3. BIM 2.0 – A designer’s ability to provide 3D digital information models of their projects has become an expected part of providing design services. 3D visualization and data have been associated together to give a first generation of BIM users the ability to solve issues in the AEC community. The next generation of solutions will be developed to be used further into the life-cycle of the building and democratize design for the average person. BIM 2.0 may come from outside the AEC industry… think of Minecraft as the new BIM.
  4. eCommerce is not Dead – One of the forms of data that can be attached to BIM is cost. This allows smart designers to add cost criteria, based on performance specifications, onto the open market for estimating, bidding, purchasing and/or delivery of product to the job site. The emergence of cashless transactions via mobile devices is another area of innovation that promises to forever change how transactions occur in the AEC market… watch Apple Pay and the soon to be announced agreement with Walt Disney Corporation along with the universal acceptance of NFC as framework examples for AEC.
  5. Mobile Devices – The ubiquitous nature of mobile devices everywhere (50 billion mobile devices in active use by 2015 according to numerous reports) has forever changed the AEC industry. iPhones, iPads and Android devices will continue to drive innovation in our industry with surprising results. Bring Your Own Device (BYOD) is being driven with Accessible Authenticated Project Data (AAPD) giving you unprecedented opportunities to enable a successful project.

The current and emerging AEC generations are thinking differently. The traditional systems will work harder to maintain themselves, but the old ways of doing things are just not sustainable. Aptitudes for change and growth are the single biggest challenges to the design profession. Remember that extinct is forever. When the dust from the transition to the New Economy settles, the architectural landscape will be strewn with carcasses of firms that were unable to adapt. Don’t let yours be among them.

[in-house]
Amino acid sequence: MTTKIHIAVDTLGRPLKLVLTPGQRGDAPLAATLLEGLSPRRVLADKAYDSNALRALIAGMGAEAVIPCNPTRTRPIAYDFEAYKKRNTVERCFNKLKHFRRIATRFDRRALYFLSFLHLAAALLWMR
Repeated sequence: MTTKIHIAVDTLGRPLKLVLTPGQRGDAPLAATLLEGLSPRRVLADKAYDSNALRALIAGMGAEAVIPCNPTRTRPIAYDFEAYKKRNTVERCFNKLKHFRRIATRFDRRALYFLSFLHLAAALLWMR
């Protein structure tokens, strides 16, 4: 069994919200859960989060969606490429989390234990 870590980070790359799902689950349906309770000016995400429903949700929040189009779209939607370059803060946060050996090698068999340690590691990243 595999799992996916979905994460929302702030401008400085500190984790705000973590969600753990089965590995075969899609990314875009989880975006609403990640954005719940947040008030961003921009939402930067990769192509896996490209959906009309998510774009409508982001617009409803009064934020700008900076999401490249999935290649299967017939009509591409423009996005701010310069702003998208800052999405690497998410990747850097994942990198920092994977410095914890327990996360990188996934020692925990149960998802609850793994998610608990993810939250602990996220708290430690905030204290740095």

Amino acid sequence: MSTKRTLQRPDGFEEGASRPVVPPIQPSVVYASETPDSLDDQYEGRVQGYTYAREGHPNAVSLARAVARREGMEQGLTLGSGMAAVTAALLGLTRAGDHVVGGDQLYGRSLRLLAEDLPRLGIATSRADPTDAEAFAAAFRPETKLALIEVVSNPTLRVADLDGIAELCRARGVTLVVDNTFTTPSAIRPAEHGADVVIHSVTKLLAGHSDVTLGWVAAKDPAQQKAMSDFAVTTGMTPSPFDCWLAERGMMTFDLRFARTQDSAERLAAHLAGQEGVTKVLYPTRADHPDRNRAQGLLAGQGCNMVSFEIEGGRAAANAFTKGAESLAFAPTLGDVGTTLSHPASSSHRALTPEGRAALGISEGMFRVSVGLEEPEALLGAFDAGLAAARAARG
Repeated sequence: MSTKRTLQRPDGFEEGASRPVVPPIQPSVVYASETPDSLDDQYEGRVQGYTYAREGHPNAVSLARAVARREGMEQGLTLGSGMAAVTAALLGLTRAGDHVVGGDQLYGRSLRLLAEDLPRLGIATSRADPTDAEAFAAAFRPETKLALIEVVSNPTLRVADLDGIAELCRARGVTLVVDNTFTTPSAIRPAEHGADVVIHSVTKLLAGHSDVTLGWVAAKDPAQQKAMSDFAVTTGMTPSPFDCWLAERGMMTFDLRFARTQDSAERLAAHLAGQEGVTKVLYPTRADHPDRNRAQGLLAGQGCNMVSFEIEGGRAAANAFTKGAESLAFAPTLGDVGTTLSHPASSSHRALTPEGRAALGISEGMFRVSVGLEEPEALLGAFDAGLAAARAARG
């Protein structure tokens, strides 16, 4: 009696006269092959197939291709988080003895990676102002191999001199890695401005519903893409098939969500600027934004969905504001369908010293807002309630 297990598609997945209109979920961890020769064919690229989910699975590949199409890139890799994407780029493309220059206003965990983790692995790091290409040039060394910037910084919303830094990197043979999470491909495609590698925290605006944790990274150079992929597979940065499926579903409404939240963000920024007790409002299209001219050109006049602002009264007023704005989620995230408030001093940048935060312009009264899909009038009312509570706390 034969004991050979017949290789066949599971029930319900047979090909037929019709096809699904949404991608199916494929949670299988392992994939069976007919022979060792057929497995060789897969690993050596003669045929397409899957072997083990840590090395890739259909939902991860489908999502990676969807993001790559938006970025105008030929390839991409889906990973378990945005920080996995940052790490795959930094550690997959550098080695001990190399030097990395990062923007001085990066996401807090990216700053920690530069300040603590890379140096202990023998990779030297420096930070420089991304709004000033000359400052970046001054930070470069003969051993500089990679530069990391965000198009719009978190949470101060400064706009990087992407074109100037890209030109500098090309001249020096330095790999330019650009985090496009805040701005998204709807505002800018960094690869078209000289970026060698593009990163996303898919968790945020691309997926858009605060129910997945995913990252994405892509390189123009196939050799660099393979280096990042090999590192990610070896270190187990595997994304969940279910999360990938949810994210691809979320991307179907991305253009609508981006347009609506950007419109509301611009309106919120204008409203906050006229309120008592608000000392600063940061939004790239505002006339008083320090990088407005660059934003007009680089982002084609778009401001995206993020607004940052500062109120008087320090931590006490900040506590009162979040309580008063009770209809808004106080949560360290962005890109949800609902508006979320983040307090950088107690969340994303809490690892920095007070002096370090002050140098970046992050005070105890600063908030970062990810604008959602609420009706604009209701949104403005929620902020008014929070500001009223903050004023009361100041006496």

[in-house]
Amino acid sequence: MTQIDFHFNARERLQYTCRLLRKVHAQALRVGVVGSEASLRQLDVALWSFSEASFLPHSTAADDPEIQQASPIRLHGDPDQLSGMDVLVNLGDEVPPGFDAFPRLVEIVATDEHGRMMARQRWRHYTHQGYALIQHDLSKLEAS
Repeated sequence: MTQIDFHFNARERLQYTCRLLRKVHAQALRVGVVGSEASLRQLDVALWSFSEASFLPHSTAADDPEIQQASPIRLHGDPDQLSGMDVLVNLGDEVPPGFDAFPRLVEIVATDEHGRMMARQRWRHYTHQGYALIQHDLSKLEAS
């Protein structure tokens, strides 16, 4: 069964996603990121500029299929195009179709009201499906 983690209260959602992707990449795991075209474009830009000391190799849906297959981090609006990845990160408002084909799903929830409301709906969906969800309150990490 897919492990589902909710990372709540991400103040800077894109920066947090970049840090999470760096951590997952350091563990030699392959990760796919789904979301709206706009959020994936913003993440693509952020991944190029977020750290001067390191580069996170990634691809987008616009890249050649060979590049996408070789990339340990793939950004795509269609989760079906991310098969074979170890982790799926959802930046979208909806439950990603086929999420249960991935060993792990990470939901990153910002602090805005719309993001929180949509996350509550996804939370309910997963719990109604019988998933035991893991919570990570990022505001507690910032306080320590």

John Perry Barlow, Founder of the Electronic Frontier Foundation has said, “The new workplace is no longer about brick and mortar. If I have a Mobile device and a laptop, I now have all the elements I need to do business. You should be designing for the workplace of the mind.” The emerging Knowledge Age practices we see being experimented with today are becoming entrenched and commonplace. The 5 trends of Cloud Portals, Open Source, BIM 2.0, eCommerce and Mobile Devices provide us a glimpse of how we can all look forward to the fact that they will take on new forms that we can hardly imagine today. The key to success in facing the challenge of this transformation lies in understanding the underlying dynamics of work and design processes and in adjusting expectations and practices as those processes reconfigure themselves in the new environment.

It is hoped that the AEC professional creates the environment to measure the effects of the velocity of design and of change in our interconnected world. Not by fixing yesterday’s problems, but by focusing on the preparation for tomorrow’s opportunities. Life is short. Design Smarter.

A co-founder of the AEC Hackathon, the author last month was named a senior fellow by the Design Futures Council. He is president & CEO of the digit group inc.